That was it. No fuss, no magic, just a simple, sharp image. The 'instructions' that come with both of the Coronado filters are so simple as to be laughable -- consisting of a single, inch wide laminated card. Do you need more? Not at all! While it will take time for me to learn what I am doing and looking at, and my skills will need to develop beyond these basic step? Of course! However, this system is incredibly easy to use -- and use right the first time (quite literally) out of the box! No need to be intimidated by this venture into a whole new area of observing.
How are the image scale and definition compared to the ASP-60? Much better than the smaller filter system. Much more detail showing in the 18 than when I used it on the Pronto. The prominences are apparent in both scopes but, although they were almost entirely absent from the view this afternoon except as noted because of the Solar conditions, those few that were there to be seen were more readily apparent in the 90 rather than in the 60. (I had both systems out, and switched off between them for a short while today.)
There was simply no contest on surface detail and definition, either on the sunspots of the 'texture' of the Sun's 'surface.' The difference between these systems is similar to the difference between the view offered by a Pronto and a TV-101, aperture is, after all, aperture at night or when viewing the Sun in H-alpha. The details may be there in the smaller system, but the difference in capabilities of the larger light gathering lens cannot be overlooked.
I switched off between several types of eps, working down from my 'longest' 1.25" (the 40 TV Plossl) through all of my Takahashis, the 30 Ultima, etc. Since the entire Solar disk was visible in the 18 Tak, there was really no need to go to the 'longer' eps. The 24, 18, 12.5, 7.5 and 5 Taks all performed well, although the 5 was surely overkill in the late afternoon sky conditions. Again, these Taks seem to be ideal for Solar use.
One pleasant surprise was the ease of use of the higher power Naglers in this system. The Naglers were harder to bring into sharp focus and then to 'tune' with the smaller filter. With the AS1-90, however, the 9 Nagler worked very comfortably, and the 7 Nagler gave outstanding contrast and deep views of the edge of the disk and the 'granular' surface. (The 4.8 Nagler 'held' today, but like the 5 Tak, was not really 'comfortable' due to sky conditions. Later in the day, the sky settled a bit, and it become obvious that either of these two eps should do fine in the future.) Whether this was a function of the AS1-90 or the longer focal length and larger aperture (or more 'forgiving' focusing system) of the TMB, I could not tell.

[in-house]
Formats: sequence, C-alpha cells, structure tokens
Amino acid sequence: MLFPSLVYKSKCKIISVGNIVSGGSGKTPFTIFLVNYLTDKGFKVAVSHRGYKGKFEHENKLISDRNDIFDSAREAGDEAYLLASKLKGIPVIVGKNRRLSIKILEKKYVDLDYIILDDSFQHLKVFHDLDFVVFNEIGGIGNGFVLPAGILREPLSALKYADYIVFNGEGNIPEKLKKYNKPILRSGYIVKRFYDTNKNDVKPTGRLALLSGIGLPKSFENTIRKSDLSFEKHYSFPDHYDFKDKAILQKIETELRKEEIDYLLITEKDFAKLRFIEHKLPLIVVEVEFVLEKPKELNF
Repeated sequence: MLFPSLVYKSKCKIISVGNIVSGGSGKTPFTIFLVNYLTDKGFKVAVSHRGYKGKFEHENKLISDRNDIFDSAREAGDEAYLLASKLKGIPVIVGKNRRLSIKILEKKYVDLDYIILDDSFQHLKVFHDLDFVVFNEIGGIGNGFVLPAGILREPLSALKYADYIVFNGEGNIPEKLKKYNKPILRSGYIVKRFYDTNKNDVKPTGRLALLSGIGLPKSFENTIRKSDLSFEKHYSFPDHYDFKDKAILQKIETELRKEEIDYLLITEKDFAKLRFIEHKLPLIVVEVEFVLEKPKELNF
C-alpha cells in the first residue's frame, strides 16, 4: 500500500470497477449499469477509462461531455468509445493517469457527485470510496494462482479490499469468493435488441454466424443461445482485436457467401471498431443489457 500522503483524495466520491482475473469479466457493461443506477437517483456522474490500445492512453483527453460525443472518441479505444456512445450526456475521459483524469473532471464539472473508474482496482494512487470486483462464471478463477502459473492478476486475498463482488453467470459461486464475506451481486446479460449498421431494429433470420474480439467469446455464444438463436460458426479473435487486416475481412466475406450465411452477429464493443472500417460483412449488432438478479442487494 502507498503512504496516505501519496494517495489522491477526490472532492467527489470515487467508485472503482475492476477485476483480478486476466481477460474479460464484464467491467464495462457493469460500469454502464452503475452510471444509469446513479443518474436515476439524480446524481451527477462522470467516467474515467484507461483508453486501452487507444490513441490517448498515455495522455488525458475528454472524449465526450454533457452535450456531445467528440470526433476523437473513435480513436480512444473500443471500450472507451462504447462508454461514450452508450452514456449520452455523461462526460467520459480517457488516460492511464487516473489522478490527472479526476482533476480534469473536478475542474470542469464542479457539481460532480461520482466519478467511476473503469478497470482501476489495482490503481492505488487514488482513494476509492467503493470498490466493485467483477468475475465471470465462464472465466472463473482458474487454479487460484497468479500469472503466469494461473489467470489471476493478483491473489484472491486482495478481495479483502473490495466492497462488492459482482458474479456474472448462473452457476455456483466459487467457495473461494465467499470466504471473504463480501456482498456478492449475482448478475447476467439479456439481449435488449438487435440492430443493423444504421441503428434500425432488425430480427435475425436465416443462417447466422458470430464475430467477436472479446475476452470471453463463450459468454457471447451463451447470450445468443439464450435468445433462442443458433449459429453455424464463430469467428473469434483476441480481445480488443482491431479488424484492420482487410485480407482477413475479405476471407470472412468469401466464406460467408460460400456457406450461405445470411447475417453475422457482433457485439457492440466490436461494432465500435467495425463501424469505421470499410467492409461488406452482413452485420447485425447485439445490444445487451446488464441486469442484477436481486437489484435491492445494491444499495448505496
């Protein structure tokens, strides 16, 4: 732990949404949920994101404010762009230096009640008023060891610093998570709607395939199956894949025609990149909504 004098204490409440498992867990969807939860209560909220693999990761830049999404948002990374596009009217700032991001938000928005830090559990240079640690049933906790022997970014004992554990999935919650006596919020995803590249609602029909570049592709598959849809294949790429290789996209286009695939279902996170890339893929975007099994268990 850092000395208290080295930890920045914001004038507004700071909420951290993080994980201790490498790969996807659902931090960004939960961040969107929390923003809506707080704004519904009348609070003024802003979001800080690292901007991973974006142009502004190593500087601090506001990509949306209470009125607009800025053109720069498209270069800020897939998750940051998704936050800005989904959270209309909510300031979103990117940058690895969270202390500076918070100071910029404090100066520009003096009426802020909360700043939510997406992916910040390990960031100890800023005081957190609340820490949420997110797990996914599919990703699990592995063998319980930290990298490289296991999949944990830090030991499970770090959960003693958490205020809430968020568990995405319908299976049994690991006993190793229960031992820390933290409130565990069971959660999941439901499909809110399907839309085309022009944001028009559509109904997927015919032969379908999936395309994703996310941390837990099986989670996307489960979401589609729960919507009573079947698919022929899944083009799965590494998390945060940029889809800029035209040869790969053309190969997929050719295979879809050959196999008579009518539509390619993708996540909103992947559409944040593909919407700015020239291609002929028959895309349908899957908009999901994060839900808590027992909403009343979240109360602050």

Since I had tried (with only partial success) to use a barlow and/or Powermate to boost the magnification and improve the image on the Pronto, I tried the 2.5X Powermate with the larger system, putting it int the top of the Prom 15-T. Worked just fine, with the Coronado/TMB coming to focus well with all the eps, even with the 7 Nagler and 7.5 Tak! It was happier with the 12.5 Tak, yielding 160X or about the same as the 'naked' 4.8 Nagler. Again, whether this was a function of the AS1-90 or the longer focal length and larger aperture (or more 'forgiving' focusing system) of the TMB, I could not tell. I will have to leave that to the more experienced solar types and/or Coronado to answer.
The surface and edge detail under higher powers were all you could ask for. I see no need to use the 2" blocking filter with my TMB and these eyepieces, although the use of the straight through blocking filter may be desired for photography, which I know less than nothing about despite the efforts of 'Focus' and others to goad me into it.
As happy as I was with the smaller ASP-60 system, and as fine as it is for most use, if you can stand the pain of more than double the price (including the blocking filter) then the larger AS1-90 and appropriate blocking filter deserves serious consideration for what is an experience not to be missed. While this is not the time nor the place to wax eloquent about my new found and growing interest in H-alpha observing, what is clear is that the AS1-90, particularly on a scope like the TMB 100 f/8 or another moderately long 4" refractor (such as the FS-102 or the TV-102 (?)) with a decent focusing system, will give you a simple to use, powerful, and very satisfying system and observing experience. Solar observing is, as I said before, addictive. It does add a whole new dimension to, and expand the available time for, the whole observing experience. This is an expensive 'fix' for that itch, but I am sorry to report, it is a substantial enough of a 'move up' that I highly recommend it.
UPDATE 8/19/00 and 8/20/00:
I thought it might be appropriate to 'update' with two observing reports from consecutive mornings using this system. This will illustrate the changes in the Sun each day and discuss further the actual system usage as conditions change: